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Acta Ophthalmol Suppl. 1985;171:1-50.

Ocular abnormalities in the fetal alcohol syndrome.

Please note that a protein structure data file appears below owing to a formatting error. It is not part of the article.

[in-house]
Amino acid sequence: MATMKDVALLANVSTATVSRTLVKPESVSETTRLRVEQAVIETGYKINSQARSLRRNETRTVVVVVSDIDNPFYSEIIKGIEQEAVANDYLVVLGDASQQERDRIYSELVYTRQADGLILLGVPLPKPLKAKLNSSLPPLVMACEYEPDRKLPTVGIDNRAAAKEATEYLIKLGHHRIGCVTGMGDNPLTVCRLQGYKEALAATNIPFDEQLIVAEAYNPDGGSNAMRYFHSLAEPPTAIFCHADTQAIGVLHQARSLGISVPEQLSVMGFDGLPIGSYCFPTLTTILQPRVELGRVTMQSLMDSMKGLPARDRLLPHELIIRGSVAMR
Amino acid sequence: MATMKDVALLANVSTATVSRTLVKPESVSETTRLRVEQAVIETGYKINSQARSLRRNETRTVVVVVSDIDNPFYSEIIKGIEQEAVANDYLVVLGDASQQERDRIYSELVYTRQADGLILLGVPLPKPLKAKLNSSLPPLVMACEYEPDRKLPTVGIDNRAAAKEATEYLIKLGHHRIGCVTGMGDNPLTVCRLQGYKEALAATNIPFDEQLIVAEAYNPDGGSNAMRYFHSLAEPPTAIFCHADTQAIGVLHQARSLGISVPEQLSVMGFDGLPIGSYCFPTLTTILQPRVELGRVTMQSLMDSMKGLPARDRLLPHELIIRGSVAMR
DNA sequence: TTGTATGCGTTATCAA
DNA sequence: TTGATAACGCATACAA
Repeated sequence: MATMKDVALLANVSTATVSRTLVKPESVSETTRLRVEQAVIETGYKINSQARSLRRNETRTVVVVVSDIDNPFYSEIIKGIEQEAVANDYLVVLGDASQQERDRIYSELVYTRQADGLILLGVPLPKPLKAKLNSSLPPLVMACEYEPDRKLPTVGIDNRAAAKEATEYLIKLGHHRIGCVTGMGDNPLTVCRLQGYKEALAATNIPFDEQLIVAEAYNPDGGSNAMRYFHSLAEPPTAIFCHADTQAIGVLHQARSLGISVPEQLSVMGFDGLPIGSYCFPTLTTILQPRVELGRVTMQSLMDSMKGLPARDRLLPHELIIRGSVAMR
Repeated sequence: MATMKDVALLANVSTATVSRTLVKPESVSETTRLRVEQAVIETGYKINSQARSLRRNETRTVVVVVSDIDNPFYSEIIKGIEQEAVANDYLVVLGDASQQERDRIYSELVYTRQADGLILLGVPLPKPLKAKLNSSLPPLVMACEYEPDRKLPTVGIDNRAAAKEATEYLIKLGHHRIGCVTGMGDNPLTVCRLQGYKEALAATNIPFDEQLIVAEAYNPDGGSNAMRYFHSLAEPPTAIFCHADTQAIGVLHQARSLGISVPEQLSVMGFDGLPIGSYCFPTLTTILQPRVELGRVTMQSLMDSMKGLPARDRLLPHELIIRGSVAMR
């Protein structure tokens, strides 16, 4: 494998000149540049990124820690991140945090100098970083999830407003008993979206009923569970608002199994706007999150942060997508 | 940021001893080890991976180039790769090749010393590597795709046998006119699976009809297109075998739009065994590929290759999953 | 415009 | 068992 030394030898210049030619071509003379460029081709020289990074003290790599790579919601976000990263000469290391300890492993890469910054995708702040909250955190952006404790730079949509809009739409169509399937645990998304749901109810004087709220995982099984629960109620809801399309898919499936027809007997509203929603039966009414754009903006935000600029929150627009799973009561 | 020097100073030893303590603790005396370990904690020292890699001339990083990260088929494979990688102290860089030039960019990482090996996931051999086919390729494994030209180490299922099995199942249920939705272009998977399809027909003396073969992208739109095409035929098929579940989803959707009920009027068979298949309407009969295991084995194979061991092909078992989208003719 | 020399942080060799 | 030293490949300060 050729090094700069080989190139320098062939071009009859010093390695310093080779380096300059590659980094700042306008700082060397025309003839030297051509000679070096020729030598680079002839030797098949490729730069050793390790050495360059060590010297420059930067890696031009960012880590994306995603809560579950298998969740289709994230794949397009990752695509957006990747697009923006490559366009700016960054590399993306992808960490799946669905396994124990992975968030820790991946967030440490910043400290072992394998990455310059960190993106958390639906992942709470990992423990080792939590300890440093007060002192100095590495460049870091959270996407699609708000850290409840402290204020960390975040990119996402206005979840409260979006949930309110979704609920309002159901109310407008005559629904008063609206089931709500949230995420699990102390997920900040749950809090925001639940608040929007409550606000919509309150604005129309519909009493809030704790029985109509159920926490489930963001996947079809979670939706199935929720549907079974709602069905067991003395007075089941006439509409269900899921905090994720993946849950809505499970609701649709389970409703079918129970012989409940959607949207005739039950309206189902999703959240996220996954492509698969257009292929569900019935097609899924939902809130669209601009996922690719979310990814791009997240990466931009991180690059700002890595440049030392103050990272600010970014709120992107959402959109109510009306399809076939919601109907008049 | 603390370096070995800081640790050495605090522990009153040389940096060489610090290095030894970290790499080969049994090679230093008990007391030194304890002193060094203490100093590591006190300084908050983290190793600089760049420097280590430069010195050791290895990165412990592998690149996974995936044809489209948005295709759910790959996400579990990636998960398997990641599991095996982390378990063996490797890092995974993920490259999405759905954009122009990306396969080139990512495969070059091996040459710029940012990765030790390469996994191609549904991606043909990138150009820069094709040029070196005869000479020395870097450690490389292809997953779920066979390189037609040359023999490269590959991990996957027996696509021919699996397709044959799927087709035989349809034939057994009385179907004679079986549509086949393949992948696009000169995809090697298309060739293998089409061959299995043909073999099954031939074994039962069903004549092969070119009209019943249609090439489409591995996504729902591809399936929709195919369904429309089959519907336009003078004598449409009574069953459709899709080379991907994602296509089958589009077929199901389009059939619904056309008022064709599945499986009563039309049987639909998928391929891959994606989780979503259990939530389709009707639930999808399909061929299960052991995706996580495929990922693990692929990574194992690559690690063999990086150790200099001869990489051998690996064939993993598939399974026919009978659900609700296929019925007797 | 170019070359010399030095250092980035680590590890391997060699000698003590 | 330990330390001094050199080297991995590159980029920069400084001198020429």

Thirty children suffering from the fetal alcohol syndrome (FAS) were compared with 22 matched controls regarding malformations of the eyes and the visual function. All mothers to the FAS children had a documented abuse of alcohol during pregnancy. It was not possible to get reliable, detailed data on drinking habits, nor could it be ruled out that some mothers might have used psychopharmaceutic drugs during periods of the pregnancy. Defects of the outer eye region, or intraocular abnormalities, or both, were found in 27 FAS children (90%). Anomalies of the outer region like ptosis and strabismus were frequently found in the FAS children but were not common in the controls. Abnormalities in the anterior segments and media were found in six eyes. Malformations of the fundus were the most frequently occurring abnormalities in the FAS children. Forty-eight per cent of the eyes showed hypoplasia of the optic nervehead and 49% had an abnormal tortuosity of the retinal arteries. These variables were studied quantitatively by a new photogrammetric method. There were serious consequences to the vision of the FAS children. Nineteen per cent of the eyes has a visual acuity of 0.2 (20/100) or less, and 46% had 0.3-0.6 (20/60-20/30). Almost all controls had normal vision. As maternal alcohol abuse during pregnancy was the only variable which could be traced in every case of FAS, it is appears very likely that alcohol caused the abnormalities of the eyes, possibly through non-specific, intra-uterine growth retardation. It that were the case, ocular abnormalities should be common in children with non-FAS growth retardation. A control study did not support this possibility.

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